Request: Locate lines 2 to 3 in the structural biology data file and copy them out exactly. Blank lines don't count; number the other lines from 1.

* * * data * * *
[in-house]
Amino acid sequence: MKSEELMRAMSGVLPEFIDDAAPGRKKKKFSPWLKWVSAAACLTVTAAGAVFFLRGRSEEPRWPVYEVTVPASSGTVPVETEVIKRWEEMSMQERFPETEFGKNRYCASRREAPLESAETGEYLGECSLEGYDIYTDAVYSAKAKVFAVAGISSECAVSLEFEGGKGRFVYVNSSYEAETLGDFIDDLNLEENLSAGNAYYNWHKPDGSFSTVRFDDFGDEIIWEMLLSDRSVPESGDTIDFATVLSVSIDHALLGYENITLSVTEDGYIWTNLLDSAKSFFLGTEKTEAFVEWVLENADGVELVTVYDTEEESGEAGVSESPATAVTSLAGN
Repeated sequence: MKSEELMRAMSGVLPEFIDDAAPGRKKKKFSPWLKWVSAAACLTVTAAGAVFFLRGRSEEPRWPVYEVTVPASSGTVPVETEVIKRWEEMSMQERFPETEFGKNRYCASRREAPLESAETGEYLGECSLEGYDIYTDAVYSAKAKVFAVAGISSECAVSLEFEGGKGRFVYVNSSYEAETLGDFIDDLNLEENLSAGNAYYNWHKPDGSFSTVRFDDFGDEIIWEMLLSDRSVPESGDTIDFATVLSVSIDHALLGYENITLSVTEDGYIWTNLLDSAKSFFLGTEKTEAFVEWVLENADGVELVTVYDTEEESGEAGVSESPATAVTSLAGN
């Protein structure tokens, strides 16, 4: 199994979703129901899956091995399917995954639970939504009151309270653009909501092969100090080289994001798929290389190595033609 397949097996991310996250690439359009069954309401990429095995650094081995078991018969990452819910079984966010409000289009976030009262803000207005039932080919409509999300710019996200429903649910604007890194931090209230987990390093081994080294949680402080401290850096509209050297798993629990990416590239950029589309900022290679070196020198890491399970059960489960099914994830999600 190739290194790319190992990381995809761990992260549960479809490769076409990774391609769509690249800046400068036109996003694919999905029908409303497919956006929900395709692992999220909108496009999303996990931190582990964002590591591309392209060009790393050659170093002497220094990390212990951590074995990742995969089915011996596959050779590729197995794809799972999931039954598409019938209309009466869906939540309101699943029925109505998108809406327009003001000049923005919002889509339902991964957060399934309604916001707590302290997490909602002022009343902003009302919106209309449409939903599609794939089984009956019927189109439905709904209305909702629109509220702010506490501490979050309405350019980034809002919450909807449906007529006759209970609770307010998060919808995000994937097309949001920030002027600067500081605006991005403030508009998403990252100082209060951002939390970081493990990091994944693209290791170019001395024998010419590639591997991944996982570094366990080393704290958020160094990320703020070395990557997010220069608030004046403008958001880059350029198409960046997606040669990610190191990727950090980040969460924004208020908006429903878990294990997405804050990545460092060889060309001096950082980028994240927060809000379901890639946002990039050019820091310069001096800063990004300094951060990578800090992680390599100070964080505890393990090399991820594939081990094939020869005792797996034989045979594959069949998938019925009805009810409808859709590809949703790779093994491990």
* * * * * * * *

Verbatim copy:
Amino acid sequence: MKSEELMRAMSGVLPEFIDDAAPGRKKKKFSPWLKWVSAAACLTVTAAGAVFFLRGRSEEPRWPVYEVTVPASSGTVPVETEVIKRWEEMSMQERFPETEFGKNRYCASRREAPLESAETGEYLGECSLEGYDIYTDAVYSAKAKVFAVAGISSECAVSLEFEGGKGRFVYVNSSYEAETLGDFIDDLNLEENLSAGNAYYNWHKPDGSFSTVRFDDFGDEIIWEMLLSDRSVPESGDTIDFATVLSVSIDHALLGYENITLSVTEDGYIWTNLLDSAKSFFLGTEKTEAFVEWVLENADGVELVTVYDTEEESGEAGVSESPATAVTSLAGN
Repeated sequence: MKSEELMRAMSGVLPEFIDDAAPGRKKKKFSPWLKWVSAAACLTVTAAGAVFFLRGRSEEPRWPVYEVTVPASSGTVPVETEVIKRWEEMSMQERFPETEFGKNRYCASRREAPLESAETGEYLGECSLEGYDIYTDAVYSAKAKVFAVAGISSECAVSLEFEGGKGRFVYVNSSYEAETLGDFIDDLNLEENLSAGNAYYNWHKPDGSFSTVRFDDFGDEIIWEMLLSDRSVPESGDTIDFATVLSVSIDHALLGYENITLSVTEDGYIWTNLLDSAKSFFLGTEKTEAFVEWVLENADGVELVTVYDTEEESGEAGVSESPATAVTSLAGN